INDUSTRIAL RELATIONS ACTS, 1946 TO 1990
SECTION 26(1), INDUSTRIAL RELATIONS ACT, 1990
DELPHI PACKARD ELECTRIC IRELAND LIMITED
(REPRESENTED BY THE IRISH BUSINESS AND EMPLOYERS' CONFEDERATION)
- AND -
SERVICES INDUSTRIAL PROFESSIONAL TECHNICAL UNION
AMALGAMATED TRANSPORT AND GENERAL WORKERS' UNION
1. Various outstanding issues arising from plant closure.
2. The dispute concerns various issues including severance pay, service calculation, pension scheme funding, payment of outstanding PCW and PESP increases, payment for 4 days deferred holidays, utilisation of the plant, provision of training grants, free financial and job placement information and a claim for £1,000 payment to cover other outstanding claims.
A conciliation conference was held under the auspices of the Labour Relations Commission on 23rd May, 1996, at which agreement was not reached. It was agreed to refer the dispute to the Labour Court in accordance with Section 26(1) of the Industrial Relations Act, 1990. A Labour Court hearing was held on 29th May, 1996.
3. 1. The Unions' claims are as follows:-
(i) 10 weeks' pay at Grade A per year of service, exclusive of statutory entitlements,
(ii) Funding for an early retirement option at 55 years of age,
(iii) 3% under Clause 3 of PESP,
(iv) 2.5% from 1/3/95 and 2.5% from 1/3/96 of PCW,
(v) Payment for 4 days annual leave deferred from 1994 and 1995,
(vi) Plant to be made available as facility for Community Employment opportunities (currently under discussion with IDA and General Motors),
(vii) Provision of training grants to fund upskilling programme,
(viii) Free financial and job placement information for 12 months,
(ix) £1,000 to be paid to all employees to cover a number of deferred individual and collective claims.
2. The terms offered by the Company are inadequate in comparison to those agreed by other private sector employers. The fact that the redundancies are compulsory, many workers have substantial service, the age profile of the workforce, the questionable potential for future employment and the workers' many concessions to enable the Company to remain viable, should be recognised by the provision of an appropriate redundancy package.
4. 1. The total cost of the redundancy package amounts to approximately £11 million.
The Company was allocated a fixed budget to effect the wind-up of the plant and cannot afford to consider any claim which would raise the cost of the overall redundancy package. Management outlined from the beginning that the package was non-negotiable.
2. The Company recognises the contribution made by the employees over the years, but considerable losses and lack of competitiveness has forced the closure of the plant. Management's offer of 5 weeks' pay per year of service, inclusive of statutory entitlements, compares very favourably with terms offered by employers in a similar position to the Company.
The Court has considered the submissions from the parties with respect to the various claims made by the Unions arising from the decision by the Company to close its Tallaght plant and sets out below its recommendations:-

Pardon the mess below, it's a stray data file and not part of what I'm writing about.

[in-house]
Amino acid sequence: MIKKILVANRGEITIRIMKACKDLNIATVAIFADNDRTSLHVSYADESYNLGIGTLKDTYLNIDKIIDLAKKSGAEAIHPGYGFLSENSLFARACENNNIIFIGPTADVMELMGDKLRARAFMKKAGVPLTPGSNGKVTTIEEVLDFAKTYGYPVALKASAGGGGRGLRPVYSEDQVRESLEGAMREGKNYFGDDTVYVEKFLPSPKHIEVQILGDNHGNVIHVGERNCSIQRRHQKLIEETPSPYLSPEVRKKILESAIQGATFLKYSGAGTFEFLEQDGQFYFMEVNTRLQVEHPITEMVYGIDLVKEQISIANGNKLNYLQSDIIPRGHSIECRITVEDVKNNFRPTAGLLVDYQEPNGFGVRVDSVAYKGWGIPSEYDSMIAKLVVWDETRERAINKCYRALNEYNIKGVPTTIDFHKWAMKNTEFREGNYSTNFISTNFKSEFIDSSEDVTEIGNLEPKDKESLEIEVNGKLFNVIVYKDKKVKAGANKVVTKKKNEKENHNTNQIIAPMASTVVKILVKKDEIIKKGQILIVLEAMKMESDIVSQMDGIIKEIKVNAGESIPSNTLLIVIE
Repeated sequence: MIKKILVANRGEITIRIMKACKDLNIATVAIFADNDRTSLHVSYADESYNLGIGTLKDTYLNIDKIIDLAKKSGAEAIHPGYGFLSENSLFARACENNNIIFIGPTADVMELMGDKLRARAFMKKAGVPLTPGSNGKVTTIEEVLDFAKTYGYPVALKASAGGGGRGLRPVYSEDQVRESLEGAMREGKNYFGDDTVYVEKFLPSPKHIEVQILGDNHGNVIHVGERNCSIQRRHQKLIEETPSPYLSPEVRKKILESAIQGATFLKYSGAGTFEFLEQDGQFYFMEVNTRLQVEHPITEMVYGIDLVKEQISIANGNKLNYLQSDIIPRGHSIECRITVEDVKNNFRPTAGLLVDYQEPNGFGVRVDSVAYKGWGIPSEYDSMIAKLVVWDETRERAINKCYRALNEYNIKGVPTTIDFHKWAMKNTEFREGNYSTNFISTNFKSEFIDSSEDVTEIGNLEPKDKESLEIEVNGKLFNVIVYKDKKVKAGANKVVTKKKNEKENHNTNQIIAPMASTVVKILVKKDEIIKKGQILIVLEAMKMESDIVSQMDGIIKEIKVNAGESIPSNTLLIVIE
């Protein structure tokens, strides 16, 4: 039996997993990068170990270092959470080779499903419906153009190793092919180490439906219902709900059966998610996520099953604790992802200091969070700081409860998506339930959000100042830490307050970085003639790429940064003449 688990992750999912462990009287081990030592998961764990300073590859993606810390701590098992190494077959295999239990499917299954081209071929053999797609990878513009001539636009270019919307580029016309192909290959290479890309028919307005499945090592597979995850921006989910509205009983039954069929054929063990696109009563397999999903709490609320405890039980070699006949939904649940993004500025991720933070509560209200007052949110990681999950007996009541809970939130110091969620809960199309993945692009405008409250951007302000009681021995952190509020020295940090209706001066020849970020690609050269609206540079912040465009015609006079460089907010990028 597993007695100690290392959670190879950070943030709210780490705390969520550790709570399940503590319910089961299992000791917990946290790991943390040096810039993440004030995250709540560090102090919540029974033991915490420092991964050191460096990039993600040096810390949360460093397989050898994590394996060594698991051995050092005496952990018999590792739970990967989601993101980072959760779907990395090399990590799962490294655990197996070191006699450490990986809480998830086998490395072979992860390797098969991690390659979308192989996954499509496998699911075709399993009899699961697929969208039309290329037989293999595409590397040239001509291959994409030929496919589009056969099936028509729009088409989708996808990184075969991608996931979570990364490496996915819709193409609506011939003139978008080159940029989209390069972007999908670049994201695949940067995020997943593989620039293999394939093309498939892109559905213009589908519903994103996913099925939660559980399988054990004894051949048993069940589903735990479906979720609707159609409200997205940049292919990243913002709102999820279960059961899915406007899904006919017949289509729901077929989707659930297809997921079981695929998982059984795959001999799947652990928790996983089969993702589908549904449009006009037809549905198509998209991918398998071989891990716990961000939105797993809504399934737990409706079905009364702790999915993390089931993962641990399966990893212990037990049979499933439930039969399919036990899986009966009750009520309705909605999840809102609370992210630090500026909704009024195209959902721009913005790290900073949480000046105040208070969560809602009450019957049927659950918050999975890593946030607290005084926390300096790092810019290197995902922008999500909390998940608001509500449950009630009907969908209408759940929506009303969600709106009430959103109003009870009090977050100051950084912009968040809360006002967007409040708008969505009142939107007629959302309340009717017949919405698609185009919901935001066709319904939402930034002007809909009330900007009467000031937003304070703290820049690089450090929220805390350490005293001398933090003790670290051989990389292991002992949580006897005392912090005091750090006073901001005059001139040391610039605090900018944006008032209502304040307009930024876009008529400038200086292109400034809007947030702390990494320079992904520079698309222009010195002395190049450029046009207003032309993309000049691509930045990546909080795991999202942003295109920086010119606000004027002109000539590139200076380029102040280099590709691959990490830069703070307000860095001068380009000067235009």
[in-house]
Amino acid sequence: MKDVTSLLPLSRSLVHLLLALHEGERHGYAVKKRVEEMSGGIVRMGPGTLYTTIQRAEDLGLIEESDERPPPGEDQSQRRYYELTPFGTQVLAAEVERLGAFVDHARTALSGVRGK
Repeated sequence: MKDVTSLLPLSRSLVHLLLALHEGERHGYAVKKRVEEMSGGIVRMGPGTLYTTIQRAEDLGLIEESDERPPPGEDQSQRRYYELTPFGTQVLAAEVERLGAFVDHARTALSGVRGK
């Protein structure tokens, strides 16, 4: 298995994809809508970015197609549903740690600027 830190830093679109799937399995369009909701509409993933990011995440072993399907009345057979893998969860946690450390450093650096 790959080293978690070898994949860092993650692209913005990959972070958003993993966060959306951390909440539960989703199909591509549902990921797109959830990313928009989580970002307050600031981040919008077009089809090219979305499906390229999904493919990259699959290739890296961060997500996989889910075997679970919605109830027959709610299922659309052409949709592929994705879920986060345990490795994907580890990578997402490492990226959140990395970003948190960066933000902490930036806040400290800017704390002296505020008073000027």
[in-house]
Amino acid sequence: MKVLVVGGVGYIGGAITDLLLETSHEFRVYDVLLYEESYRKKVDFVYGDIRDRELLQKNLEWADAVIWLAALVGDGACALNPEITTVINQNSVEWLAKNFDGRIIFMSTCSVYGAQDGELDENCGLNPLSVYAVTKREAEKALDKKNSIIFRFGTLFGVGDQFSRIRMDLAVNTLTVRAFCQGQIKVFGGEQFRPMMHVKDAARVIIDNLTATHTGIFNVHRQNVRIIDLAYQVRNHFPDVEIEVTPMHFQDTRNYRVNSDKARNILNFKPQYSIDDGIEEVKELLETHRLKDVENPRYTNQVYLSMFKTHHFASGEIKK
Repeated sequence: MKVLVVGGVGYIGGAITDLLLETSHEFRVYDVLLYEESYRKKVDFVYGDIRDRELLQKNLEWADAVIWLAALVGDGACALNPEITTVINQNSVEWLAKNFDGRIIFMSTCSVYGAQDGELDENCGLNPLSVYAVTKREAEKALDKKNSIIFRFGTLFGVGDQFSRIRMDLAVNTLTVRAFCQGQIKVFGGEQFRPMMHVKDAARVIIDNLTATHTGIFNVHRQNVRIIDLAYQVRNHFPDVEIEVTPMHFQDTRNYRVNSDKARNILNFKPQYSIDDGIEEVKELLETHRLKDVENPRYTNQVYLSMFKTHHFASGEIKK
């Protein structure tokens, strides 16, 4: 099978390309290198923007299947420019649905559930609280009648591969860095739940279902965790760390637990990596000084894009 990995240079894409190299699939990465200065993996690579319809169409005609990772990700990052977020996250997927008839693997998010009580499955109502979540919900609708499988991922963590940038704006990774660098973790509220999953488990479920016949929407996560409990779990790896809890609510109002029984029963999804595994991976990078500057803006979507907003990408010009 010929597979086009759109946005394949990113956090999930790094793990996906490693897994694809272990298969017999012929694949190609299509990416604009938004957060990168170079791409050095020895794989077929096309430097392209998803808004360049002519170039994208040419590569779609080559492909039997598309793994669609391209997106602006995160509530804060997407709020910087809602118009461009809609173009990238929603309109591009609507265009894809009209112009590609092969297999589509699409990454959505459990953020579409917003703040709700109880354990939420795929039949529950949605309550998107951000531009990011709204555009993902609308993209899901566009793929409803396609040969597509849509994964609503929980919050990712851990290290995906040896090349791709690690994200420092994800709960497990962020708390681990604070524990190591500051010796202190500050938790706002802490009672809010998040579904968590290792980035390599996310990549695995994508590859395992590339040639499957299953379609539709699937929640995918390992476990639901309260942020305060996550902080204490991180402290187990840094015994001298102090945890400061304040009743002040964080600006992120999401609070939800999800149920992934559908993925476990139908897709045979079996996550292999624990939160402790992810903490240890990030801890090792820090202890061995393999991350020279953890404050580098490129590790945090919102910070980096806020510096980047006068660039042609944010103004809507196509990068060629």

(1) Redundancy Pay :- The Court recommends that the Company’s proposals of 5 weeks’ pay per year of service be accepted, subject to it being amended to read “actual pay” and that it exclude statutory payments due.
(2) P.C.W. :- The Court recommends that for the purpose of calculating redundancy payments Phases 1 and 2 of PCW, due on 1/3/95 and 1/3/96 respectively, be included.
(3) P.E.S.P. :- The Court does not recommend concession of the claim.
(4) Banked hours :- The Court notes the Company’s agreement to pay all banked hours.
(5) Holidays due :- The Court recommends that the Company pay the four days
(6) Ex-gratia -£1000 claimed :- The Court does not recommend concession of this claim.
(7) Funding for early retirement option :- The Court notes that the Union are pursuing this item with the Trustees of the Pension Fund and considers this is the correct approach.
(8) Calculating Service :- The Court has given considerable thought to the problems outlined by the Union. The Court has already supported the principle of L.I.F.O in dealing with redundancy and re-affirms this view. It does however recognise, in the circumstances of close-down, strict adherence to this principle would not be feasible. The Court recommends that for the purpose of reckoning service the termination date for employees now in work should not be earlier than 7th July, 1996. This is to take account of employees on twilight shift, etc, who may finish before that date. The Court recognises that this can not apply to the statutory element of the payments.
(9) The Union also raised matters of training grants and availability of the plant.The Court understands these matters are being examined in another forum and accordingly does not make any recommendation.
(10) The Court would urge the Company to give every assistance to employees in the area of financial advice and job placement.
Signed on behalf of the Labour Court
6th June, 1996______________________
Enquiries concerning this Recommendation should be addressed to Dympna Greene, Court Secretary.